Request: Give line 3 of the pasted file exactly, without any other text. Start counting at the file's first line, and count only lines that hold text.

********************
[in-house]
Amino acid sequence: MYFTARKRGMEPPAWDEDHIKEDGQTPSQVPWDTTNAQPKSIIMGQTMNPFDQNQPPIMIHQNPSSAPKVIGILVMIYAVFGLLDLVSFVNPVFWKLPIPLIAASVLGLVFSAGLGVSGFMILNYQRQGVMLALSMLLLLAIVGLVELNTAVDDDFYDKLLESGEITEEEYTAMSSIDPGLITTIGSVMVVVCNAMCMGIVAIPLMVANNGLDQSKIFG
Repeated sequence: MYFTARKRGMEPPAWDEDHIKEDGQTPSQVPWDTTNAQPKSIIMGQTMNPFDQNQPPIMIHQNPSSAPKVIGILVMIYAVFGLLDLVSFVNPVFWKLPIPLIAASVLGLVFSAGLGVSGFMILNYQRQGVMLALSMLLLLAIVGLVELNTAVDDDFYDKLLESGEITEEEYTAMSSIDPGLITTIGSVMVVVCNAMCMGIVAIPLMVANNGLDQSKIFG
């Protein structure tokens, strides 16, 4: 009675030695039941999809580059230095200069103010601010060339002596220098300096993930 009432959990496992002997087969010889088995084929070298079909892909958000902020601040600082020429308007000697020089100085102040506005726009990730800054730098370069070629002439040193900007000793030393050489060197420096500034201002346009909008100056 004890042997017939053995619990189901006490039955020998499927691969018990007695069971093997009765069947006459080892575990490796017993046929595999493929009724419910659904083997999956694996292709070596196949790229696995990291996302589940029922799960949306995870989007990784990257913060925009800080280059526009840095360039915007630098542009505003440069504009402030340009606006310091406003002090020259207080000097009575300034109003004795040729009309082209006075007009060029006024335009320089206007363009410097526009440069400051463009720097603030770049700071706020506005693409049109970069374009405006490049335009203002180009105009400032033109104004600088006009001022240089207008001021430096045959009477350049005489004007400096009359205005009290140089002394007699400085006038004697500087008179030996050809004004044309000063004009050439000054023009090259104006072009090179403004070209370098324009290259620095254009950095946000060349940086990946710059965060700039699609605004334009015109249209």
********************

Repeated sequence: MYFTARKRGMEPPAWDEDHIKEDGQTPSQVPWDTTNAQPKSIIMGQTMNPFDQNQPPIMIHQNPSSAPKVIGILVMIYAVFGLLDLVSFVNPVFWKLPIPLIAASVLGLVFSAGLGVSGFMILNYQRQGVMLALSMLLLLAIVGLVELNTAVDDDFYDKLLESGEITEEEYTAMSSIDPGLITTIGSVMVVVCNAMCMGIVAIPLMVANNGLDQSKIFG